In fact, when Nelson and Dodge first started dating, she was afraid to ask which pronouns to use to refer to him: he had not yet transitioned from butch to trans. My viewing of Dodge’s butch buddy film, By Hook or By Crook, turned up an incident where a little girl asks Dodge’s character if he’s a boy or a girl. His reply: “both.” The outside world does not accept this. The first time Dodge’s character comes onscreen, he’s getting the crap beaten out of him.
Nelson relates that in her day-to-day life with Dodge, even buying pumpkins at a farm with their young son can become fraught once the credit card comes out and the name listed on the card, still Harriet Dodge, is revealed: “a shadow of violence usually drifts over the scene.” Language, in other words, can also be a lightning rod for violence.
Nelson is a writer deeply in love with words, and at the beginning of this book, she considers language “good enough” to say what we mean. Slowly though, she is forced to recognize the ways they are also a means of confinement—in the case of Dodge and his gender, to two options that fail him. Neither is specific enough to him. It’s on one level a practical matter—what happens when someone does not fit into either set of pronouns? Nelson writes that even to this day, when buying an airline ticket or dealing with human resources, the person on the other end “keeps making all the wrong presumptions and has to be corrected, but…can’t be corrected because the words are not good enough.”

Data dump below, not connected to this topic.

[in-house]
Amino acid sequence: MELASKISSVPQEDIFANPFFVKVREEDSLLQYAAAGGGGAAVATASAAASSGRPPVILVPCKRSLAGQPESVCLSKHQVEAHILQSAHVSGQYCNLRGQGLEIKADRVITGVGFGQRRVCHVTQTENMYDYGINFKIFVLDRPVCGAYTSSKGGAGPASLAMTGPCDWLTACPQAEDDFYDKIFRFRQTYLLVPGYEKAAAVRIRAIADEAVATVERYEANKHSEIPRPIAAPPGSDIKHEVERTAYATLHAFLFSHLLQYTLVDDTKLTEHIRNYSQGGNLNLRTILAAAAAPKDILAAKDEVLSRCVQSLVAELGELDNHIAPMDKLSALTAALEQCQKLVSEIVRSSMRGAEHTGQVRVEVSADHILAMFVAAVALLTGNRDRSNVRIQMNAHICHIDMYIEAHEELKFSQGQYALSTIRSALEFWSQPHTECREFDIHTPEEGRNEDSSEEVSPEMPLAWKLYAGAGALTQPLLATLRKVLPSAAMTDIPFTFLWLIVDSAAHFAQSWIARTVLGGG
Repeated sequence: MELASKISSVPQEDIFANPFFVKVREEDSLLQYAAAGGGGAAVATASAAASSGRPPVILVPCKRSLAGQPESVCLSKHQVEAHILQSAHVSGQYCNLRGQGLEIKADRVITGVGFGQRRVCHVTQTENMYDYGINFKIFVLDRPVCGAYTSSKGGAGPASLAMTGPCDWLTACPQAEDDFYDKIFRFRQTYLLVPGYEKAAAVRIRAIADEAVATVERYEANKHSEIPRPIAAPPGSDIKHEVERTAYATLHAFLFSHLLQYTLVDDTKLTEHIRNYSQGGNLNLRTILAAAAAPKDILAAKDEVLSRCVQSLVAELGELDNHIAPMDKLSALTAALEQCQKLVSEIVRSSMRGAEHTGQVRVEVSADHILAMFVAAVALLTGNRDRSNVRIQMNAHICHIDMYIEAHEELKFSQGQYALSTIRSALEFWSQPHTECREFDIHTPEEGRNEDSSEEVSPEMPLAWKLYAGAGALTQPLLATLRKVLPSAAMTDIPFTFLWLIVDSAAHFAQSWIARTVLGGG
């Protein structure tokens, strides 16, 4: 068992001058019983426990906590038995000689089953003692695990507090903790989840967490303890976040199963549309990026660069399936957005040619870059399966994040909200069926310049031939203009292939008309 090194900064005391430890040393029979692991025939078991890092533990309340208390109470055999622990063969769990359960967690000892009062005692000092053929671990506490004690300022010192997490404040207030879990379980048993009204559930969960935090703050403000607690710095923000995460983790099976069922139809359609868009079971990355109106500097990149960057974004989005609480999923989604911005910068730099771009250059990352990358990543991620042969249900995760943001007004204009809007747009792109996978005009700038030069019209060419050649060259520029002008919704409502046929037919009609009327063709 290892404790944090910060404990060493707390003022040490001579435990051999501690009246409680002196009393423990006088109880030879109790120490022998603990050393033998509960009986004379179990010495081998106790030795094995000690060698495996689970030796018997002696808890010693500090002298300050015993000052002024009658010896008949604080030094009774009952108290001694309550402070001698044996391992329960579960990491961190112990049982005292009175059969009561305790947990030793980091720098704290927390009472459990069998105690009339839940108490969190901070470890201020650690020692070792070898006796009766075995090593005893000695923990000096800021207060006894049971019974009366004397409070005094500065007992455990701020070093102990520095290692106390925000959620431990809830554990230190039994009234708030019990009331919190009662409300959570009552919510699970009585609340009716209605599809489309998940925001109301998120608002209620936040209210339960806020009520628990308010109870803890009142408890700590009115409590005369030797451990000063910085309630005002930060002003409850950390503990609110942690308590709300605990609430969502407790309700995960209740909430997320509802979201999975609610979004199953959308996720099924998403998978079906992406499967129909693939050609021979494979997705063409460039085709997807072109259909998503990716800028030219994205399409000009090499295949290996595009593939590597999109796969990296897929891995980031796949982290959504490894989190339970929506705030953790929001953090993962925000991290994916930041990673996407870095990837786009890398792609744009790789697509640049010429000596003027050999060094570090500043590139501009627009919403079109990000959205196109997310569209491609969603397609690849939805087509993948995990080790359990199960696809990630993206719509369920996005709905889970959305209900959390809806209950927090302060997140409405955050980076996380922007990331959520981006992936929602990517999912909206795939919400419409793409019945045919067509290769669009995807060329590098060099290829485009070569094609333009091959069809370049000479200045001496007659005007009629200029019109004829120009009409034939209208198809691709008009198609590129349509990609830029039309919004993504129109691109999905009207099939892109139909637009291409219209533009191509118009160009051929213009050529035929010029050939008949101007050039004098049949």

But it’s not only language that’s confining here. Nearly every choice of self-presentation, from our appearance to our body language, is complicated by gender. In one of the many associative jumps Nelson makes—she does not hold our hand so much as allow us to hop from the rock of one idea to another—she compares gender to color. An object is perceived to be, say, the color blue, but it is not precisely true to say it is blue. It’s just as difficult to say our flickering consciousness is exactly gendered, or that any of us fits our gender as easily as we may appear to. It’s a point brought home by Dodge’s experience as he begins testosterone therapy and undergoes surgery to reshape his torso. Nelson tells us: “for some, ‘transitioning’ may mean leaving one gender entirely behind, while for others—like Harry, who is happy to identify as a butch on T—it doesn’t…he tells inquirers I’m not on my way to anywhere.” The implication here is that for Dodge, his physical alteration means simply embodying more specifically the self he always was. The real problem for him seems to have been being trapped between the two allowed options.